GT is an autosomal recessive, inherited bleeding disorder characterized by normal platelet levels but is dysfunctional and prolonged prothrombin time, impaired aggregation of platelets, and absent or decreased clot formation. [5] It is found more common within populations that have a prevalence of consanguineous marriages although frequency of this is disorder is one in 1,000,000 individuals. Various reports have revealed greater predominance of GT in females compared to males (58% vs. 42%), consistent with its mode of inheritance. [3] Our patient was a young male who had no reports of consanguineous marriages or significant history in his family. The main symptoms of GT patients mainly manifested as bruising, epistaxis, bleeding from gums, menorrhagia, bleeding during or after surgery, etc., [4] all of which stood false for this patient. He was presented with the complaints of epigastric pain and malena and had no other bleeding manifestations. Proper medical history, light transmission aggregometry, platelet function analyser, and flow cytometry were remained as the gold standard for the diagnosis of GT. [3] Studies have showed that antifibrinolytic therapy such as tranexamic acid, aminocaproic acid, recombinant factor VII, and platelet transfusions is the beneficial therapies for a patient with GT. [6] Allogeneic bone marrow transplantation performed in several severe cases of GT had led to the potential cure of this disease. [7] This patient was managed with PRBC transfusion, tranexamic acid, and iron supplements. However, several reports suggest that platelet transfusion should be avoided except in case of severe bleeding as it may lead to platelet antibody development. [6] As there were only a few reports regarding the GT, it needs to be reported which will give more attention to bleeding symptoms which may be misdiagnosed as some other disorders that may cause treatment delay and poor prognosis.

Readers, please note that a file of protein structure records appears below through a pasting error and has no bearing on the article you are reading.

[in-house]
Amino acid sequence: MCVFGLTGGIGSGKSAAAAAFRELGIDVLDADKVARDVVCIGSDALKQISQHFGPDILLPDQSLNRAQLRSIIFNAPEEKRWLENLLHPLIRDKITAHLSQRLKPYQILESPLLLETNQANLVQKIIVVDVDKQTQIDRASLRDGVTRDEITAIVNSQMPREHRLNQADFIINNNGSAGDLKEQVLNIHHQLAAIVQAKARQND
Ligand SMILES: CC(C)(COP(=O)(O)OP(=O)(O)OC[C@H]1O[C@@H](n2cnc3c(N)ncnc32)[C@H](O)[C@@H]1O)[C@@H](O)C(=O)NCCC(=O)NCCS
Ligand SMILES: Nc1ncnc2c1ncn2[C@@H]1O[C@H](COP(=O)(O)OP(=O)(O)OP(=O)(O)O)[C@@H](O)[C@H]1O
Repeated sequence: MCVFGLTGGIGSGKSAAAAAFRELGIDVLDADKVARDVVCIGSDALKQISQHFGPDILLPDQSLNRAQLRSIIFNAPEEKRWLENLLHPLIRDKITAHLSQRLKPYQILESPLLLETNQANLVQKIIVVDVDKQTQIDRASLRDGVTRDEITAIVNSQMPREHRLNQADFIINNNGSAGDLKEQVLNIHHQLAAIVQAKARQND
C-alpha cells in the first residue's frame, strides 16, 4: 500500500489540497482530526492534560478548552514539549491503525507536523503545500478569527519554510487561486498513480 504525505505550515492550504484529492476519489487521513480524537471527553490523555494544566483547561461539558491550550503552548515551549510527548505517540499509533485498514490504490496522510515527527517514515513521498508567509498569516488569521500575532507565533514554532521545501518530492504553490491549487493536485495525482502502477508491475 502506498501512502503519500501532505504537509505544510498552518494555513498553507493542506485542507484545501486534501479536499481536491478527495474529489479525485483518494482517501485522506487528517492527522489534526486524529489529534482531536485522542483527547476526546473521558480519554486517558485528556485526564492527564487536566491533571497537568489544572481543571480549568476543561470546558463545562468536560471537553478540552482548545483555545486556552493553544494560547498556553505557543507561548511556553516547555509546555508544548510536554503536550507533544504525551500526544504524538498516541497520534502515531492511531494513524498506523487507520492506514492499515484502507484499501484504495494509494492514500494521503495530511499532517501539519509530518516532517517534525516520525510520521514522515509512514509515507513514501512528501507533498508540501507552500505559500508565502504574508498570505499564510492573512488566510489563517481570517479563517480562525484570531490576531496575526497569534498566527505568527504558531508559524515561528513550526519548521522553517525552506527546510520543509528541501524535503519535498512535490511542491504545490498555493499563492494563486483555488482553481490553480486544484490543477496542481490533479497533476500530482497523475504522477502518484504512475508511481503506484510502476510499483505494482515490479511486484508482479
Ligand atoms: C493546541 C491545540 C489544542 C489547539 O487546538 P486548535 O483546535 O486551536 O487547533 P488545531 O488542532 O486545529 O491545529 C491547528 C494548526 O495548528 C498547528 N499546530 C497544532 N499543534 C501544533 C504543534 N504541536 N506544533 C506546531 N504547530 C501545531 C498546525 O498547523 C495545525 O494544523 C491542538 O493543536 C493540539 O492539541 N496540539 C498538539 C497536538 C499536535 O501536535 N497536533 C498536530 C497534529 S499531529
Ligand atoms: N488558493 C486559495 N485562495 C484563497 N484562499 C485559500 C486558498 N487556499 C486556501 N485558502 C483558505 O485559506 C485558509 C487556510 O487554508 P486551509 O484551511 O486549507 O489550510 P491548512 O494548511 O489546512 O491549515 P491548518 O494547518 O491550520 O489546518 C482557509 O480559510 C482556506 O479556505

Only up to 500 cases were reported regarding GT till this date. As GT is a rare disorder, it needs to be reported in the current clinical setting.


[1.] Gopalakrishnan A, Veeraraghavan R, Panicker P. Hematological and surgical management in Glanzmann's thrombasthenia: A case report. J Indian Soc Pedod Prev Dent. 2014;32(2):181-4.

[2.] Chang VY, Green ME, Frankel LS, Federman NC. Thrombasthenia. Medscape. Available from: [Last cited on 2017 Jun 10].

[3.] Solh T, Botsford A, Solh M. Glanzmann's thrombasthenia: Pathogenesis, diagnosis, and current and emerging treatment options. J Blood Med. 2015;6:219-7.

[4.] Nurden AT. Glanzmann thrombasthenia. Orphanet J Rare Dis. 2006;1(1):10.

[5.] Sebastiano C, Bromberg M, Breen K, Hurford MT. Glanzmann's thrombasthenia: Report of a case and review of the literature. Int J Clin Exp Pathol. 2010;3(4):443-7.

[6.] Varkey I, Rai K, Hegde AM, Vijaya MS, Oommen VI. Clinical Management of glanzmann's thrombasthenia: A Case Report. J Dent (Tehran). 2014;11(2):242-7.

[7.] Gobbur RH, Varghese I. A rare case of Glanzmann thrombasthenia. Int J Med Sci Public Health. 2014;3(8):1027-8.

Somy Cherian, Preenumol Thomas, Roshni P R

Department of Pharmacy Practice, Amrita School of Pharmacy, Kochi, Kerala, India

Correspondence to: Roshni P R, E-mail:

Received: June 26, 2017; Accepted: July 19, 2017

How to cite this article: Cherian S, Thomas P, Roshni PR. A rare case report on Glanzmann thrombasthenia. Natl J Physiol Pharm Pharmacol 2017;7(11):1291-1292.

Source of Support: Nil, Conflict of Interest: None declared.
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Title Annotation:CASE REPORT
Author:Cherian, Somy; Thomas, Preenumol; Roshni, P.R.
Publication:National Journal of Physiology, Pharmacy and Pharmacology
Article Type:Case study
Date:Nov 1, 2017